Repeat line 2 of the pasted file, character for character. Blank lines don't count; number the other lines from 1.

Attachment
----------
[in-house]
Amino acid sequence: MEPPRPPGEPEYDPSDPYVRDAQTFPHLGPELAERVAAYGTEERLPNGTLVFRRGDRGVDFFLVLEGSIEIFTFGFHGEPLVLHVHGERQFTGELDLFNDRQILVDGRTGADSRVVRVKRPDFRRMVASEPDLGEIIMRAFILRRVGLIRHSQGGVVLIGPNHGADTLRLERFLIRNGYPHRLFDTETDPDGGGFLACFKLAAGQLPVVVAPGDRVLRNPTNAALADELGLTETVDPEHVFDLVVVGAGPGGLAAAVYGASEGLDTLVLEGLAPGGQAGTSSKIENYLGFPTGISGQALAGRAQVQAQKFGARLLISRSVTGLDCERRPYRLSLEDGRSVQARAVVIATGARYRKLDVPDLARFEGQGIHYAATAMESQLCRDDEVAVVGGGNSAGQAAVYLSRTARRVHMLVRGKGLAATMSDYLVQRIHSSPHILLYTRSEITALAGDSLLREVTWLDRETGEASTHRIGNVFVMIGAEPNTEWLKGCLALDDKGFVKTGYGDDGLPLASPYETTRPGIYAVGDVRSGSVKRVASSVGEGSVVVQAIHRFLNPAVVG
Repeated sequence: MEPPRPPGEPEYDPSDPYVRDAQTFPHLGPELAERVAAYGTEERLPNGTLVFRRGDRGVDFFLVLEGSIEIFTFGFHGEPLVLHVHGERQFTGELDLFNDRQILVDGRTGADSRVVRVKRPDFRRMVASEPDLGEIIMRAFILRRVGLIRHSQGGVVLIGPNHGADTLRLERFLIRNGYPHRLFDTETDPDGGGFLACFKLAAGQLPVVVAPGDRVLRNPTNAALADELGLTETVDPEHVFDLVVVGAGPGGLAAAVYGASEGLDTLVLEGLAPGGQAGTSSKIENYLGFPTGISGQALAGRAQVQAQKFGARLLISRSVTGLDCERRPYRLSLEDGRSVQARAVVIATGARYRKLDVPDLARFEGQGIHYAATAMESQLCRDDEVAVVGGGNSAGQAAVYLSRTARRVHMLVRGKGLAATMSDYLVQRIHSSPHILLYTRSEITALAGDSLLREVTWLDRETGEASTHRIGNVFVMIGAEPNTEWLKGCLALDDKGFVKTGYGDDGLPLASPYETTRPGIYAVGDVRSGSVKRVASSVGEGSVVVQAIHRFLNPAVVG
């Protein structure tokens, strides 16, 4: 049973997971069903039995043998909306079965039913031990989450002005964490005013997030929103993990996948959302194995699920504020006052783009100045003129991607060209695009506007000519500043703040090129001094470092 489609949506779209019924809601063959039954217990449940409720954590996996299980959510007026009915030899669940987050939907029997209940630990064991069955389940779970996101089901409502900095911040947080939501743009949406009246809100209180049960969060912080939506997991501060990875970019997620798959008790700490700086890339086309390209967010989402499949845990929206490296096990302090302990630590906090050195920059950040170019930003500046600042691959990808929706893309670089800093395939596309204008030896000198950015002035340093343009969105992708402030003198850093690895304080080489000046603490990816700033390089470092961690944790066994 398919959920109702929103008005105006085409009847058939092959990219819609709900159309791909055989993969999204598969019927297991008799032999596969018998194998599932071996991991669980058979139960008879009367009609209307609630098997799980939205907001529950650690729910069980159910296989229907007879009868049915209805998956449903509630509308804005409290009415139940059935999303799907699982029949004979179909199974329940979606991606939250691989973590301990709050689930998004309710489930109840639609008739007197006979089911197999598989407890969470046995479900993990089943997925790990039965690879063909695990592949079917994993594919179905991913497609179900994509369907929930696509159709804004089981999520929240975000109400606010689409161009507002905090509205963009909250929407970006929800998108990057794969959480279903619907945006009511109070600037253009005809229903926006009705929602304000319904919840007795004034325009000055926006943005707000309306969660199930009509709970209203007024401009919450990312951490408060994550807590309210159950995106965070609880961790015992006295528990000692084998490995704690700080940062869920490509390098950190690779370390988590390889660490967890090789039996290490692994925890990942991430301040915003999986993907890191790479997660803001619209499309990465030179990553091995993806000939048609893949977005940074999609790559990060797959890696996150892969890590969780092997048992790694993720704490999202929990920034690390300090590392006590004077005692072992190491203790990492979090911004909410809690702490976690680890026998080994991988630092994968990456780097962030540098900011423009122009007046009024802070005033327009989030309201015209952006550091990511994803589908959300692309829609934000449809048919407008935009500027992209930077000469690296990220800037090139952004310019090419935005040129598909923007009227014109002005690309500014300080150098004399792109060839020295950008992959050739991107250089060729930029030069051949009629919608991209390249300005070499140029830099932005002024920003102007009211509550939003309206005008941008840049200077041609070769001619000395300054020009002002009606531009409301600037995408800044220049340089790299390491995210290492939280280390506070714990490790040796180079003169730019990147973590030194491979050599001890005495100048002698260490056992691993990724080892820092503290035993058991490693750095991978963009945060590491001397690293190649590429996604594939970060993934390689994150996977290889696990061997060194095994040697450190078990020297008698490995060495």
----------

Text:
Amino acid sequence: MEPPRPPGEPEYDPSDPYVRDAQTFPHLGPELAERVAAYGTEERLPNGTLVFRRGDRGVDFFLVLEGSIEIFTFGFHGEPLVLHVHGERQFTGELDLFNDRQILVDGRTGADSRVVRVKRPDFRRMVASEPDLGEIIMRAFILRRVGLIRHSQGGVVLIGPNHGADTLRLERFLIRNGYPHRLFDTETDPDGGGFLACFKLAAGQLPVVVAPGDRVLRNPTNAALADELGLTETVDPEHVFDLVVVGAGPGGLAAAVYGASEGLDTLVLEGLAPGGQAGTSSKIENYLGFPTGISGQALAGRAQVQAQKFGARLLISRSVTGLDCERRPYRLSLEDGRSVQARAVVIATGARYRKLDVPDLARFEGQGIHYAATAMESQLCRDDEVAVVGGGNSAGQAAVYLSRTARRVHMLVRGKGLAATMSDYLVQRIHSSPHILLYTRSEITALAGDSLLREVTWLDRETGEASTHRIGNVFVMIGAEPNTEWLKGCLALDDKGFVKTGYGDDGLPLASPYETTRPGIYAVGDVRSGSVKRVASSVGEGSVVVQAIHRFLNPAVVG